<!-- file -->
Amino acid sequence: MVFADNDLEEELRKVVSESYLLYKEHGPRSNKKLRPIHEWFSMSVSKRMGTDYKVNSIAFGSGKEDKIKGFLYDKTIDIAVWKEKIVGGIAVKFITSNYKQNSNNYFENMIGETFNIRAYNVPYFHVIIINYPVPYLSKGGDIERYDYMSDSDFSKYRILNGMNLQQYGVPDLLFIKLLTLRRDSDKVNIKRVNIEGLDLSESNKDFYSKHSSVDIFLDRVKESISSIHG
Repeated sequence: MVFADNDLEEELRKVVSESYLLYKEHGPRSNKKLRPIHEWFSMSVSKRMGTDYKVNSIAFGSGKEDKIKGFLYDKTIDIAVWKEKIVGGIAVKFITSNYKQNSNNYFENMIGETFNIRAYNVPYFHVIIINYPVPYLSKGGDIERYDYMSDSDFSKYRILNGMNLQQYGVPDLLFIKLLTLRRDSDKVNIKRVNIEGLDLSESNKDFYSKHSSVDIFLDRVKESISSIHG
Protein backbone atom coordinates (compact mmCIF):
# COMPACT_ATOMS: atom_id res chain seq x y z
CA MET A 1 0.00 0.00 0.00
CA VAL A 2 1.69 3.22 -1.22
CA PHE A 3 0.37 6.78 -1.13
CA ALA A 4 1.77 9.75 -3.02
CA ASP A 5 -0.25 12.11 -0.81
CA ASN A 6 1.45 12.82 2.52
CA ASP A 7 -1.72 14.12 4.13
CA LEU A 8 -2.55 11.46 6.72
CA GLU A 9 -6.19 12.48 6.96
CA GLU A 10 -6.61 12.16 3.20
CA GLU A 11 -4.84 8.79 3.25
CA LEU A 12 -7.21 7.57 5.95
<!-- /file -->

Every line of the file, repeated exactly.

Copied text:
Amino acid sequence: MVFADNDLEEELRKVVSESYLLYKEHGPRSNKKLRPIHEWFSMSVSKRMGTDYKVNSIAFGSGKEDKIKGFLYDKTIDIAVWKEKIVGGIAVKFITSNYKQNSNNYFENMIGETFNIRAYNVPYFHVIIINYPVPYLSKGGDIERYDYMSDSDFSKYRILNGMNLQQYGVPDLLFIKLLTLRRDSDKVNIKRVNIEGLDLSESNKDFYSKHSSVDIFLDRVKESISSIHG
Repeated sequence: MVFADNDLEEELRKVVSESYLLYKEHGPRSNKKLRPIHEWFSMSVSKRMGTDYKVNSIAFGSGKEDKIKGFLYDKTIDIAVWKEKIVGGIAVKFITSNYKQNSNNYFENMIGETFNIRAYNVPYFHVIIINYPVPYLSKGGDIERYDYMSDSDFSKYRILNGMNLQQYGVPDLLFIKLLTLRRDSDKVNIKRVNIEGLDLSESNKDFYSKHSSVDIFLDRVKESISSIHG
Protein backbone atom coordinates (compact mmCIF):
# COMPACT_ATOMS: atom_id res chain seq x y z
CA MET A 1 0.00 0.00 0.00
CA VAL A 2 1.69 3.22 -1.22
CA PHE A 3 0.37 6.78 -1.13
CA ALA A 4 1.77 9.75 -3.02
CA ASP A 5 -0.25 12.11 -0.81
CA ASN A 6 1.45 12.82 2.52
CA ASP A 7 -1.72 14.12 4.13
CA LEU A 8 -2.55 11.46 6.72
CA GLU A 9 -6.19 12.48 6.96
CA GLU A 10 -6.61 12.16 3.20
CA GLU A 11 -4.84 8.79 3.25
CA LEU A 12 -7.21 7.57 5.95